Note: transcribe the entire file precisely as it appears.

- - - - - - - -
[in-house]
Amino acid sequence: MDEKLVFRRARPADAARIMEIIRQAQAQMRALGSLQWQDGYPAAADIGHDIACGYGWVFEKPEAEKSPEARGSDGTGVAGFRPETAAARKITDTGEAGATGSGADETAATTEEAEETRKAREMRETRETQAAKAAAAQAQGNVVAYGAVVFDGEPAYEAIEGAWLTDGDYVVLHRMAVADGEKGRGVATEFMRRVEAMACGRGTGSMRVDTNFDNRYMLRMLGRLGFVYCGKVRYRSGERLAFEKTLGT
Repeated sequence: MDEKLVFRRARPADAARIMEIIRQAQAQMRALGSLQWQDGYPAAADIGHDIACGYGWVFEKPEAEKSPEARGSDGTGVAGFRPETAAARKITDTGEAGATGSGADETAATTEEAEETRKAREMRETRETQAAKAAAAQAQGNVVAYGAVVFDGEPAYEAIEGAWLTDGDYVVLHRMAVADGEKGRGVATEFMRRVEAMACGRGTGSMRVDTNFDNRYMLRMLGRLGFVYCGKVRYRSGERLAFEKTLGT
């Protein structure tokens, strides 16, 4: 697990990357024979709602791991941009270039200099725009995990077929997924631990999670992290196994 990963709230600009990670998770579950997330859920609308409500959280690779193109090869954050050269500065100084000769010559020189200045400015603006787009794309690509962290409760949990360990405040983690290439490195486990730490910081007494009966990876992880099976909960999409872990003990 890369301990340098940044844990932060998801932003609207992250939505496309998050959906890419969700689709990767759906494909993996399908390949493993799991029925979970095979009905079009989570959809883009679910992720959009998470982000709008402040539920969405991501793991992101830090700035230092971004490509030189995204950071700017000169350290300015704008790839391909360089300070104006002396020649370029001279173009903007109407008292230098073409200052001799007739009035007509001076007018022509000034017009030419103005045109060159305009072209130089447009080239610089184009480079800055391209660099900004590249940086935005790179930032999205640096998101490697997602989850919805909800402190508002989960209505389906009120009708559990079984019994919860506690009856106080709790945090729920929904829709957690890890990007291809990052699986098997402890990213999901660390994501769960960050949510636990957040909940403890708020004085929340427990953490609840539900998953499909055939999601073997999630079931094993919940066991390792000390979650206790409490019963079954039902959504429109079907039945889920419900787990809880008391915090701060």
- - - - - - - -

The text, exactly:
[in-house]
Amino acid sequence: MDEKLVFRRARPADAARIMEIIRQAQAQMRALGSLQWQDGYPAAADIGHDIACGYGWVFEKPEAEKSPEARGSDGTGVAGFRPETAAARKITDTGEAGATGSGADETAATTEEAEETRKAREMRETRETQAAKAAAAQAQGNVVAYGAVVFDGEPAYEAIEGAWLTDGDYVVLHRMAVADGEKGRGVATEFMRRVEAMACGRGTGSMRVDTNFDNRYMLRMLGRLGFVYCGKVRYRSGERLAFEKTLGT
Repeated sequence: MDEKLVFRRARPADAARIMEIIRQAQAQMRALGSLQWQDGYPAAADIGHDIACGYGWVFEKPEAEKSPEARGSDGTGVAGFRPETAAARKITDTGEAGATGSGADETAATTEEAEETRKAREMRETRETQAAKAAAAQAQGNVVAYGAVVFDGEPAYEAIEGAWLTDGDYVVLHRMAVADGEKGRGVATEFMRRVEAMACGRGTGSMRVDTNFDNRYMLRMLGRLGFVYCGKVRYRSGERLAFEKTLGT
């Protein structure tokens, strides 16, 4: 697990990357024979709602791991941009270039200099725009995990077929997924631990999670992290196994 990963709230600009990670998770579950997330859920609308409500959280690779193109090869954050050269500065100084000769010559020189200045400015603006787009794309690509962290409760949990360990405040983690290439490195486990730490910081007494009966990876992880099976909960999409872990003990 890369301990340098940044844990932060998801932003609207992250939505496309998050959906890419969700689709990767759906494909993996399908390949493993799991029925979970095979009905079009989570959809883009679910992720959009998470982000709008402040539920969405991501793991992101830090700035230092971004490509030189995204950071700017000169350290300015704008790839391909360089300070104006002396020649370029001279173009903007109407008292230098073409200052001799007739009035007509001076007018022509000034017009030419103005045109060159305009072209130089447009080239610089184009480079800055391209660099900004590249940086935005790179930032999205640096998101490697997602989850919805909800402190508002989960209505389906009120009708559990079984019994919860506690009856106080709790945090729920929904829709957690890890990007291809990052699986098997402890990213999901660390994501769960960050949510636990957040909940403890708020004085929340427990953490609840539900998953499909055939999601073997999630079931094993919940066991390792000390979650206790409490019963079954039902959504429109079907039945889920419900787990809880008391915090701060």